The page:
Tonight's Israeli newspapers are touting President Obama's promise to Prime Minister Benjamin Netanyahu that the U.S. will press for “direct” talks between Israel and the Palestinians as soon as possible instead of the indirect “proximity” talks now underway.
This is supposedly a victory for Netanyahu, who in news stories leading up to today's White House summit was portrayed as putting direct talks at the top of his Washington wish list, but I wonder; is that what he really wants?
Netanyahu, according to his supporters, can't possibly move further than he's moved on the road to a negotiated settlement because he can't make compromises on issues like Jerusalem without blowing his fragile government to Kingdom Come.
What are they going to talk about in the “direct talks” he's been pushing for? Procedures for talking? The shape of the table?
It was all smiles at the White House today, but aren't we heading for a new round of U.S.-Israeli uncertainty as the U.S. presses for direct talks dealing with the contentious “final status” issues like Jerusalem while Netanyahu has something else in mind?
But maybe Bibi is outsmarting them all. A diplomat I interviewed today had an interesting take; Netanyahu, he said, is the only player in the Israel-Palestinian-US nexus who knows exactly what he wants.
He wants to keep his government together, and not make concessions to the Palestinians that would cause it to fall; he wants to show he can effectively manage U.S.-Israel relations and stand up to a president in Washington while still getting along with him.
And once again he's outsmarted Palestinian leader Mahmoud Abbas, who insists on indirect talks that everybody knows aren't going anyplace, and Netanyahu did it without specifying exactly what the direct talks he wants would talk about.
Abbas seems to want what he's always wanted: to get Washington to do what he's unwilling or unable to do in negotiations. It would be interesting to be a mind reader and see exactly how he thinks he's going to get to Palestinian statehood with his vacillating, terrified approach.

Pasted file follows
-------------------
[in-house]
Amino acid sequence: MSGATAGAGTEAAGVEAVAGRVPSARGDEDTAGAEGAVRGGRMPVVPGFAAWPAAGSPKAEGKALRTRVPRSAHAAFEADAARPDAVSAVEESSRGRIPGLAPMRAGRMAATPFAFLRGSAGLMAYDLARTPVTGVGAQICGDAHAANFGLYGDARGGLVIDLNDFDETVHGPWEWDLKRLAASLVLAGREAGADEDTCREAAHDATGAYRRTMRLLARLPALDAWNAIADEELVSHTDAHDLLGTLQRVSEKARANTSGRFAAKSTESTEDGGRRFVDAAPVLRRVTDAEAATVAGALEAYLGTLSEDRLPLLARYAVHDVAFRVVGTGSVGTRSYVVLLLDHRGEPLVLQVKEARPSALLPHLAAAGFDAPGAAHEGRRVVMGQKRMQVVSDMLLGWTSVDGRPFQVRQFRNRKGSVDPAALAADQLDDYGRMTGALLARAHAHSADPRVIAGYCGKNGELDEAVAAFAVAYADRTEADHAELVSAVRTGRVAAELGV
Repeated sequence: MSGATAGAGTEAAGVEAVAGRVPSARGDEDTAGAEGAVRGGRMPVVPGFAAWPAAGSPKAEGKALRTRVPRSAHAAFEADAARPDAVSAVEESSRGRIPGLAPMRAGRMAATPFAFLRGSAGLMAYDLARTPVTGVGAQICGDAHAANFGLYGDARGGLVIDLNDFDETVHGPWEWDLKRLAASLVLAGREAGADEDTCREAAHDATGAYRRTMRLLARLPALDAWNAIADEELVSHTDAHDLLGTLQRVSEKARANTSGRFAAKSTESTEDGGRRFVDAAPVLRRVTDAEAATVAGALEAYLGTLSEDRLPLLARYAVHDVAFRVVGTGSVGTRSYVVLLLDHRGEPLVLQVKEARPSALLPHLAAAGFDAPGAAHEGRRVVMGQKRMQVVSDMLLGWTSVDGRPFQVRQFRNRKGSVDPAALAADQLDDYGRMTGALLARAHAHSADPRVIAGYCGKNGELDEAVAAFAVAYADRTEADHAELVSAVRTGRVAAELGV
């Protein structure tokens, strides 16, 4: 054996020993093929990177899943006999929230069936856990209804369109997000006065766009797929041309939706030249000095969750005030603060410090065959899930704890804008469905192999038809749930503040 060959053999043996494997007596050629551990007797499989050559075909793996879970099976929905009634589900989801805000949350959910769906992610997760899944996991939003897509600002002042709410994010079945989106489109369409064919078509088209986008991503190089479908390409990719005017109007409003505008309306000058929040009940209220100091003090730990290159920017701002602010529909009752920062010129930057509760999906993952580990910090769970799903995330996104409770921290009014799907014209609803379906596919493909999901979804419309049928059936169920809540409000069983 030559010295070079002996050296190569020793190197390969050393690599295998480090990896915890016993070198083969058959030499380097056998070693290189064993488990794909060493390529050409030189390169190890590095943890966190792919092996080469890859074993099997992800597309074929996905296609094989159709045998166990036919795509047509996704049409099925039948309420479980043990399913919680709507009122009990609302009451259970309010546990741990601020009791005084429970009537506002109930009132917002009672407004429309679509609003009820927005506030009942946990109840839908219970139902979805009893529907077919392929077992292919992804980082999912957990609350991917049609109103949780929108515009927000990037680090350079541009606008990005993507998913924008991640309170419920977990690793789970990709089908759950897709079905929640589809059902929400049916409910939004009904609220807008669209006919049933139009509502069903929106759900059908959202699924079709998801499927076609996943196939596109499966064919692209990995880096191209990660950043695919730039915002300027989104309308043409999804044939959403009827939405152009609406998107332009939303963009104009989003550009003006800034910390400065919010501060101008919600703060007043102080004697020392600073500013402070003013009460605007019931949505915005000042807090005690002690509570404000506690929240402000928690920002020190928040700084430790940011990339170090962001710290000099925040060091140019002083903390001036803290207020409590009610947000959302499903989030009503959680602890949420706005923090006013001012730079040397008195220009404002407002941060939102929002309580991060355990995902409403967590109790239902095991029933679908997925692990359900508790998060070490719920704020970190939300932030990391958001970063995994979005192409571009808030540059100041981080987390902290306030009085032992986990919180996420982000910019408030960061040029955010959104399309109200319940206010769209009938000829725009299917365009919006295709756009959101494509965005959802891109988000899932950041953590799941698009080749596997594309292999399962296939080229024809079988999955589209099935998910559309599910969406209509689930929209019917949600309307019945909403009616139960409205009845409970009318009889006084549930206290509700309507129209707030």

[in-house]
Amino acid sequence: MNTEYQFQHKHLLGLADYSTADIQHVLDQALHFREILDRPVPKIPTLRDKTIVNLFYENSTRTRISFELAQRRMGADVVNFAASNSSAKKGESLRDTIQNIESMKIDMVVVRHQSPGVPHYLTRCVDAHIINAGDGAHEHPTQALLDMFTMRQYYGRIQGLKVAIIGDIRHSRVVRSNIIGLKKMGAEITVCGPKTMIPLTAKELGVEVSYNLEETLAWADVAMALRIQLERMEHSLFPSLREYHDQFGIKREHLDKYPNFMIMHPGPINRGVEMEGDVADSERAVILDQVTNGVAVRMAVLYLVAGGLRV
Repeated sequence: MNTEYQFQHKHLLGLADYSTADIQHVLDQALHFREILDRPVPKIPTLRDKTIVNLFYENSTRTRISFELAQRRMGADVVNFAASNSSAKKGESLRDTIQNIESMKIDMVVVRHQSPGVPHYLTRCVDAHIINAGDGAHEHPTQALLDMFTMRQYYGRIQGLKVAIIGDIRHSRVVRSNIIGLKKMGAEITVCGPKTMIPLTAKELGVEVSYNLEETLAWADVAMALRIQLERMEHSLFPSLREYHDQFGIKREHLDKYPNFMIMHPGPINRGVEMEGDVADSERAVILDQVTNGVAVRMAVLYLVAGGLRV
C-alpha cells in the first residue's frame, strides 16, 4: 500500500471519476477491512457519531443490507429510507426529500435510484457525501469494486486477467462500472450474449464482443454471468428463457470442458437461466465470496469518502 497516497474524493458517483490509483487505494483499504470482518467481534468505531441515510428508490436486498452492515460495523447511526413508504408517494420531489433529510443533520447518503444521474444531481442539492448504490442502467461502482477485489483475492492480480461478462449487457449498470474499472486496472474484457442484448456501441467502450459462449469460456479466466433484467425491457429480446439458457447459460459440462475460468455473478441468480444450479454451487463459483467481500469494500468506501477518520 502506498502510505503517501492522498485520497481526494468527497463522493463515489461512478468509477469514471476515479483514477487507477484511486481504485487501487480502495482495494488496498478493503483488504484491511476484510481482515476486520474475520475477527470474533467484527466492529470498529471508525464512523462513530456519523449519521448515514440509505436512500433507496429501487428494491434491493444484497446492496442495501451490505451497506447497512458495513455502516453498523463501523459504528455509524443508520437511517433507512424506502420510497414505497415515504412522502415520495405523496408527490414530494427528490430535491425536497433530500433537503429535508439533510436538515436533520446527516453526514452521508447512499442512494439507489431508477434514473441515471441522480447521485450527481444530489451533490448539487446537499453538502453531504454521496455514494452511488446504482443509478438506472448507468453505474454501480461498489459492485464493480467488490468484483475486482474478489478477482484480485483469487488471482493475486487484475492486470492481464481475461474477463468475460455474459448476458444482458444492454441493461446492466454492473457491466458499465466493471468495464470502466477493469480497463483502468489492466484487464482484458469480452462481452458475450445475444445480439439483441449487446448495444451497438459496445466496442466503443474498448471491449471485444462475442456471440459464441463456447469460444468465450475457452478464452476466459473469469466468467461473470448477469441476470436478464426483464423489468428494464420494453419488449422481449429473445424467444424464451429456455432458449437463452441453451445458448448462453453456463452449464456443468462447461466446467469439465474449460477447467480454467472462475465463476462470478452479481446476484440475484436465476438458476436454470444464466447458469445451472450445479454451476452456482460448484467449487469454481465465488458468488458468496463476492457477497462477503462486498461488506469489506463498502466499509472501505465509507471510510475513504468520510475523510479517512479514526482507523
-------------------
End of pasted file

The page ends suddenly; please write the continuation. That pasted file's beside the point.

President Obama – I can't figure out exactly what he wants. Does he still think time is running out on a two-state solution and he's the last man standing who can help bring it about? Or does he just want to calm down the Jews in advance of the midterm congressional elections? Does he think his proximity talks are working? Does he have a U.S. peace plan ready on the shelf, or has he given that idea up? I don't have a clue, and his recent actions don't tell us very much.
We'll learn a lot more in the next few days about what happened behind closed doors at the White House, but it will be hard to separate fact from the spin both sides will put out in an effort to shape news coverage.
And no doubt we'll be reading anonymous emails from the right about how Netanyahu was really forced to sit in the corner of the Oval Office with a dunce cap on his head, and from the left on how Obama was played for a chump by the Israeli leader.
But at this point, it looks like a modest victory for Netanyahu. And it's hard to see how this week's meeting advanced President Obama's plans, whatever they may be.
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